The court of appeal’s decision comes after the California Chamber of Commerce filed a lawsuit in 2023 challenging the CPPA’s authority to enforce the CPRA regulations, citing government overreach, conflicts with existing law, and the imposition of unnecessary burdens upon businesses, and which resulted in the trial court imposing a 12-month delay on enforcement. Holding that the trial court erred in imposing the one-year delay, the court of appeals reaffirmed the CPPA’s role in overseeing compliance with the state’s privacy laws, noting that no “explicit and forceful” language exists that mandates the CPPA must wait one year from the date the final regulations were approved to begin enforcement. It remains to be seen whether the California Chamber of Commerce will seek a rehearing or review.

This development is significant for both consumers and businesses. Consumers will continue to have significant rights (with the backing of the CPPA) related to their personal information. For businesses operating and doing business in California, the potential stay on enforcement activities by the CPPA that was once a possibility is no longer a reality; the February 9th decision serves as an important reminder to covered businesses to ensure their privacy practices comply with the CPRA regulations.

As consumer privacy rights continue to expand in an ever-increasing digital environment and data privacy remains an important issue, it is essential for covered business to stay informed and adhere to the CPRA regulations.

On Thursday, February 8, the Federal Communications Commission (FCC) finalized its plan to ban robocalls that feature voices generated by artificial intelligence, aiming to stem the tide of AI-generated scams and misinformation campaigns.  The FCC’s declaratory ruling formalized its position that the Telephone Consumer Protection Act (TCPA)—specifically, the provision prohibiting the initiation of calls “using an artificial prerecorded voice to deliver a message without the prior express consent of the called party”—applies to the use of AI-generated voices.  Hence, just as the TCPA requires businesses to obtain prior express written consent from consumers before robocalling them, businesses must now obtain consent for automated telemarketing calls using AI-generated voices.  Businesses seeking to deploy AI in its marketing calls using automated dialing systems should therefore consider reviewing and, if necessary, updating applicable disclosures and consents to account for the FCC’s new ruling and limit potential liability under the TCPA.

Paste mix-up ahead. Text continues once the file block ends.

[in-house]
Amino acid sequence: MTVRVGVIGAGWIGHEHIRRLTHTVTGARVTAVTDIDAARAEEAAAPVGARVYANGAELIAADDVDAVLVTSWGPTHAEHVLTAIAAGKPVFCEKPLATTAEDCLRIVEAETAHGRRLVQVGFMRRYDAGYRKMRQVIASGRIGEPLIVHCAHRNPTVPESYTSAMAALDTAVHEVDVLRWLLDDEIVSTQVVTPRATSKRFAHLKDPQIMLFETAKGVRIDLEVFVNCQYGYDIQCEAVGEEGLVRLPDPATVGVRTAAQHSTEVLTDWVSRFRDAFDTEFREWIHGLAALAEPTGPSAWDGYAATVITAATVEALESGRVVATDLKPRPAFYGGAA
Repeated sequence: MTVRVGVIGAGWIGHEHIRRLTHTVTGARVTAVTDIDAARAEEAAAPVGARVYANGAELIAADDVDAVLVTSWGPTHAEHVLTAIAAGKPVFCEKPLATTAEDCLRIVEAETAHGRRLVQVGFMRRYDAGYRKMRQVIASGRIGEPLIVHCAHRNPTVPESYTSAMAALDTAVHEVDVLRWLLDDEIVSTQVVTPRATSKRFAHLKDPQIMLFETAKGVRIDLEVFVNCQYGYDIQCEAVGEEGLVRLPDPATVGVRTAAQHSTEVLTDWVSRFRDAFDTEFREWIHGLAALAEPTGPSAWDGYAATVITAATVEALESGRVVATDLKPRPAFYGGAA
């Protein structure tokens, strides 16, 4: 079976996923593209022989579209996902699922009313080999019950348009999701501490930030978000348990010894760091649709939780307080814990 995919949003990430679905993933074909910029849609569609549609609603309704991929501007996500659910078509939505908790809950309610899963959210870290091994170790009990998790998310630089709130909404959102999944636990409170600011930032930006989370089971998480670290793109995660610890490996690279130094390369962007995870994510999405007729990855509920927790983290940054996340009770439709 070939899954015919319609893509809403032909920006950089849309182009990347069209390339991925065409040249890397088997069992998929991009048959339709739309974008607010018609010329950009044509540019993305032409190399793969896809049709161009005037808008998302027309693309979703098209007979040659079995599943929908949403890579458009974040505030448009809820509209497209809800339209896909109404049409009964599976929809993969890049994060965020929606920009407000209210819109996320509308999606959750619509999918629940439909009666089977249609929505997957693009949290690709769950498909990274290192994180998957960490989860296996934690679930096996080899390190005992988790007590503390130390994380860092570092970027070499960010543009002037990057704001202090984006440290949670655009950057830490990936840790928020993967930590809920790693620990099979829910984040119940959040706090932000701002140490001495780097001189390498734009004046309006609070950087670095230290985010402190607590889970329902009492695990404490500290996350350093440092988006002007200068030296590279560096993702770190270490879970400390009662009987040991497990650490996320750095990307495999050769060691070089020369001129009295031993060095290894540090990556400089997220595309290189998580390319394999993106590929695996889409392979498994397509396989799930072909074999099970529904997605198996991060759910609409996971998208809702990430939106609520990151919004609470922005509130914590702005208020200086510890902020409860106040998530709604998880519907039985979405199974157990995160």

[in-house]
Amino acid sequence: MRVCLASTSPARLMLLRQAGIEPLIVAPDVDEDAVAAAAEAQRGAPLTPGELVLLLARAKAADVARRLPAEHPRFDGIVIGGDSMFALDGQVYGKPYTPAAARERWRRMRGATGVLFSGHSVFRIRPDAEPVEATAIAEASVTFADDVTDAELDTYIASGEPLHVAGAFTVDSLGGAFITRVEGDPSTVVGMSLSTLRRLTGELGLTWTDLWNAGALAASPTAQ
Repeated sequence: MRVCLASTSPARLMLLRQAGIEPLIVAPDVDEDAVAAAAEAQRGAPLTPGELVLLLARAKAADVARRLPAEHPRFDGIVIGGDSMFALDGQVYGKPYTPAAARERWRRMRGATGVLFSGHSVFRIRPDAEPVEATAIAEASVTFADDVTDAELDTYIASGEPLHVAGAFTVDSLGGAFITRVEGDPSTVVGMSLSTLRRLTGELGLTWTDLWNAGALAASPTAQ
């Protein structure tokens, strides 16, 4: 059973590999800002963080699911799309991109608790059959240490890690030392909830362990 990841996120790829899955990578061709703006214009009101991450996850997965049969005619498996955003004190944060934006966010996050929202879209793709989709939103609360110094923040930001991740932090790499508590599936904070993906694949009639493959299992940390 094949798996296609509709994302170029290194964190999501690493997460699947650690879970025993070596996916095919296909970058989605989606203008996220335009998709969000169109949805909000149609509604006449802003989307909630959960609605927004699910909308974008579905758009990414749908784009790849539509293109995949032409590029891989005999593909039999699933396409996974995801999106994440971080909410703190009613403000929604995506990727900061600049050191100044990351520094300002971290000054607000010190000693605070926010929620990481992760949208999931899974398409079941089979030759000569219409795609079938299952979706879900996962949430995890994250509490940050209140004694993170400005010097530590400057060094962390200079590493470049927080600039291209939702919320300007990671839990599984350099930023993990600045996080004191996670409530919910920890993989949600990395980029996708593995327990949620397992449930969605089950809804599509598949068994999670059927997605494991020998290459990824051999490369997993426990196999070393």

On February 1, 2024, the Connecticut Office of the Attorney General (“OAG”) submitted to the Connecticut General Assembly its report on the first six months of the Connecticut Data Privacy Act (“CTDPA”).  While the report includes important information about its enforcement efforts to date, the most noteworthy aspect may be its recommendation to the legislature to remove various exemptions from the CTDPA.